What is a Blepharoplasty?
Eyelid surgery, also known as blepharoplasty, is a surgical procedure that rejuvenates the upper or lower eyelids. Excess skin, wrinkles, hollows, and fatty deposits that cause puffiness compromise the beauty of the eyes. Current blepharoplasty techniques not only remove excess skin and wrinkles, but also contour and restore youthful volume to the upper and lower eyelids in a way that maximizes beauty and draws attention to the eyes.
Who is a candidate for a Blepharoplasty?
The best candidates for eyelid surgery are individuals in good health who have realistic expectations about the outcome. They are usually at least 35 years and do not have excessively dry eyes or other ophthalmologic diseases. If you desire a general change in your eyelid anatomy or if excess skin and wrinkles around your upper and lower eyelids are causing bags and circles, you may be a candidate for blepharoplasty. Also known as eyelid surgery, this procedure offers a long-lasting solution that is sure to improve your confidence and make you look and feel younger.
What to expect from a Blepharoplasty procedure:
A typical eyelid surgery, depending on whether just 2 upper or lower eyelids or all 4 eyelids are addressed, make take anywhere from 30 minutes up to two hours. These procedures may be performed either in the office or in an operating suite. You’ll receive a local anesthetic after either oral or intravenous sedation. More extensive procedures are done with general anesthesia. Upper eyelid surgery is usually performed first; incisions are made along the natural folds of the eyelids and the skin is separated so that excess fat, tissue and muscle can be contoured or removed. For the lower eyelids, an incision is usually made either inside of the eyelid or just below the lashes. These incisions generally heal imperceptibly. Excess fatty deposits are removed or contoured to eliminate bags or circles below the eyes. This is followed by excess skin removal and careful closure of the incisions. In some cases, after the incision is closed, laser or chemical resurfacing may be recommended to improve skin quality of the eyelid skin.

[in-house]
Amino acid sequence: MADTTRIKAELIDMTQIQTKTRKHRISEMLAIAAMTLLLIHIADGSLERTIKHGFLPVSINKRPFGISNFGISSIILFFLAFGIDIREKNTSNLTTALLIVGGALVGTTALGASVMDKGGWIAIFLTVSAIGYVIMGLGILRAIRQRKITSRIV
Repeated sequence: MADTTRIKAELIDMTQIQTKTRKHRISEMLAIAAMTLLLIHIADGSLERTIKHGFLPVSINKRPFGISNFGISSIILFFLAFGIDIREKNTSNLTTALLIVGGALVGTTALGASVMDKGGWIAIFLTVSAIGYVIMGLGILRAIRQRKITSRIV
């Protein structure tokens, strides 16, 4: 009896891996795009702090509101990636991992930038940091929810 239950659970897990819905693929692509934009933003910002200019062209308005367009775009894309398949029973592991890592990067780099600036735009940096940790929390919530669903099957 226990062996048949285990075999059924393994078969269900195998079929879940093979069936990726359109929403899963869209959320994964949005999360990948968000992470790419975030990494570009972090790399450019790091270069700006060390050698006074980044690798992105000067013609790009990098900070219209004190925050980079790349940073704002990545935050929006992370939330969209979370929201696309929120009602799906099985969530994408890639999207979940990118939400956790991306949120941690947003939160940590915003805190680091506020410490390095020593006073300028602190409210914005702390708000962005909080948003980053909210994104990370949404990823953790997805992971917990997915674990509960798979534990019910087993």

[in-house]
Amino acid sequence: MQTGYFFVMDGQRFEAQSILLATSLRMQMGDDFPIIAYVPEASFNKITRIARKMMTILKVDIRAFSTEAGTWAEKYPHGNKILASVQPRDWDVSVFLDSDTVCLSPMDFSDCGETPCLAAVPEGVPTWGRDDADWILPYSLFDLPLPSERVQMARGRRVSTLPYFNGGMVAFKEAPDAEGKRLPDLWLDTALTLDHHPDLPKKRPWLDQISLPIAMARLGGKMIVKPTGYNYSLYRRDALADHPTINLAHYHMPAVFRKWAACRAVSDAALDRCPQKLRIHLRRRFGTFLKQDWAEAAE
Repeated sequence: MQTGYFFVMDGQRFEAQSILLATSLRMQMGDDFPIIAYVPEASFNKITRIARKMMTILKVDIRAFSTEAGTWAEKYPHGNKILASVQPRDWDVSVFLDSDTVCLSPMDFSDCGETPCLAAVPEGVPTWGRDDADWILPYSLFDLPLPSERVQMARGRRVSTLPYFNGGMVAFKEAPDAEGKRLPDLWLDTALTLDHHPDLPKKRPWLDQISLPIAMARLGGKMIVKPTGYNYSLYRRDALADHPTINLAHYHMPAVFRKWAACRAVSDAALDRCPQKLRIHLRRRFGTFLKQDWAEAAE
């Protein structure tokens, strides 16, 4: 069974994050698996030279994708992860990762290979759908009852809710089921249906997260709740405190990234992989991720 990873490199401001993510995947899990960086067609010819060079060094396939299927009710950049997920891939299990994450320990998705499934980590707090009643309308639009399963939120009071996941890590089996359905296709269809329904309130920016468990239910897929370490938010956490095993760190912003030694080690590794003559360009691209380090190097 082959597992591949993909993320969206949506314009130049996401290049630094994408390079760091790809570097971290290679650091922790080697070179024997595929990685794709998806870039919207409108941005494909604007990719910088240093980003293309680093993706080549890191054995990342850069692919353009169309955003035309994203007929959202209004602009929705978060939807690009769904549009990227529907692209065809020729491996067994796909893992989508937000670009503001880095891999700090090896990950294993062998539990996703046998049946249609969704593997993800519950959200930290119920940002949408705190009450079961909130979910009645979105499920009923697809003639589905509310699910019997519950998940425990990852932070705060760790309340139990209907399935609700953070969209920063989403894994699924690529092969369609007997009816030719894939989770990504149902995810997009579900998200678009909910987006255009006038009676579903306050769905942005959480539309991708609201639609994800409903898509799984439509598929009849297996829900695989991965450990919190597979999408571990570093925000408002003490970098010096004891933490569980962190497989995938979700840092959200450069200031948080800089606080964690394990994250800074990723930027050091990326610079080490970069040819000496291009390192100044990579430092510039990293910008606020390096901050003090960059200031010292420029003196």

Initially, there will be swelling and bruising. Eyelid skin is particularly prone to this, but with aggressive application of ice or iced saline compresses, this will quickly resolve. Antibiotic eye ointment will be applied to the incisions twice a day, occasionally making reading difficult. To pass the time, books on tape work well while applying ice packs during the first few days. Pain is generally minimal with this procedure. Many patients need only Tylenol. By one week, make-up can be applied and most patients can generally return to normal social and work activity. Deeper bruises may last longer. Heavy lifting or strenuous activity is limited for two weeks.
What are the Risks?
While eyelid surgery is a common procedure that thousands of people undergo every year without problems, there is always some risk involved with surgery. Possible complications include infection, hematoma, scarring, allergic reactions, eyelid position changes or asymmetry, other cosmetic imperfections, an inability to completely close the eyes, loss of vision, and dryness or irritation in the eyes. Complications are rare, and the beneficial results are usually very long lasting. However, over time, the process of aging continues and eventually laxity of upper eyelid tissues will recur. Some patients choose additional surgery on the upper eyelids after a number of years. Repeat surgery on the lower eyelids is rarely necessary.
Call Gardner Facial Plastic Surgery at (435) 628-1704 for more information or to schedule an appointment.